Mrs. Penfire–Ever Persistent

It’s not easy trying to save the world. But Mrs. Penfire is persistent, if not entirely successful (as least, not yet).

“They’re called trees!”

On Earth Day, April 22, the LA Times ran contradictory stories that set her jumping up and down on her keyboard. She was pleasantly surprised when that letter was published three days later.

“Let’s not forget that Mother Nature has already provided us with giant carbon vacuums. They’re called trees.

An article on Page 1 of the Earth Day newspaper focused on the possibility of massive infrastructure expenditures to counteract the catastrophe of global warming. Meanwhile, an op-ed article in the same day’s paper described the ongoing struggle of Indigenous peoples losing their lives in the fright to protect tropical rainforests

What a ridiculous disconnect—industrialized nations racing to build their way out of the problem while doing little or nothing to help save the living remedy that already exists.”


“Drying up at a stunning pace”

Subsequent efforts have met with less success. An article about impending drought noted that “so far, there are no plans to turn off urban taps or launch a special public campaign urging people to conserve water.” This foolhardy nod to our willful denial of reality here in SoCal sent Mrs. P back to her keyboard. She was disappointed that this time, the Times chose not to print her letter.

Why wait for mandatory water conservation directives? It’s time to stop pretending we live in a place where green grass is normal. In fact, when you think of it, green glass is not really normal anyplace…except maybe Ireland.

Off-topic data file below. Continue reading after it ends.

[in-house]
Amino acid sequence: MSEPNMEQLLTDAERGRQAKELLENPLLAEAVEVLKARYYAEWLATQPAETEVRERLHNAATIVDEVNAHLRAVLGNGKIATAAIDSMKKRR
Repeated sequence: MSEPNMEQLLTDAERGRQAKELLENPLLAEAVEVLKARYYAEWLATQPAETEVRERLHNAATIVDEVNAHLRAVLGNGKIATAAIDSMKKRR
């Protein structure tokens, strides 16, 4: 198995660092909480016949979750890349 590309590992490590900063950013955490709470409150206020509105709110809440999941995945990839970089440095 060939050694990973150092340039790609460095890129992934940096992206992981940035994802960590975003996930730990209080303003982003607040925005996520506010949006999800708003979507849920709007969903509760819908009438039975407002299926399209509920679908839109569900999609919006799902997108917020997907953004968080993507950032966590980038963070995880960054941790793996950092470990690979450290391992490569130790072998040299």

Let’s rethink our landscaping: use plants that actually belong here—California  natives. And turn off our home irrigation systems, especially the ones that send streams of precious water onto streets and down storm drains.  (And if you think fake grass solves the problem, forget it; artificial turf just makes things hotter, and ultimately ends up contributing to another environmental catastrophe: plastic pollution.

I’ve started educating myself. You can, too. With information from the California Native Plant Society: https://www.cnps.orgAnd on a website inspired by Doug Tallamy’s book, Nature’s Best Hope:

We can save water—and the California that we love—if we try.


Closer to home, Mrs. P took a chance responding to a letter to the local paper that claimed the couple who were forced to abandon their successful oceanfront hotel should have been “delighted” because the 1924 seizure by eminent domain saved them from being “saddled with a resort during the Great Depression.” In her haste to fire off her letter, though, our indomitable campaigner for fair play and common sense made a slight error in her numbers, as noted below. Alas, The Beach Reporter chose note to publish this letter:

Mary Ann Millar (Letters, June 17) thinks Willa and Charles Bruce must have been “delighted” with the $14,225 the City of Manhattan Beach paid them for their waterfront property.

 She seems to believe the Bruces knew, in 1914*, about the stock market crash that was to occur fifteen years* into the future. If they actually had that kind of clairvoyance, why would the Bruces have opened a resort in the first place? They could have become rich telling fortunes.

There’s no way to know how the Bruces’ resort would have fared over the years. In a quick online search I found listings for numerous old hotels and resorts along the California Coast that survived the Depression and are still in business today.

Facts are facts. The Bruces were hounded out of Manhattan Beach because of their race. Not all acts of discrimination are so well documented. Since this one is, an apology from the City would confirm our community’s commitment to doing better. That, to me, would feel a lot better than pretending this act of overt racism should have “delighted” its victims.

NOTE: *Mrs. Penfire was mistaken. The eviction of the Bruces’ took place in 1924, ten years after they had purchased two lots fronting the ocean and built a hotel and dance hall offering rare access to a seaside vacation for Black Americans.

PHOTO CREDIT: David Zanzinger


What next?

Every day, the news seems to light new fires under Mrs. Penfire’s hen house as she reads the morning papers. Who knows what topic will catapult her into action next!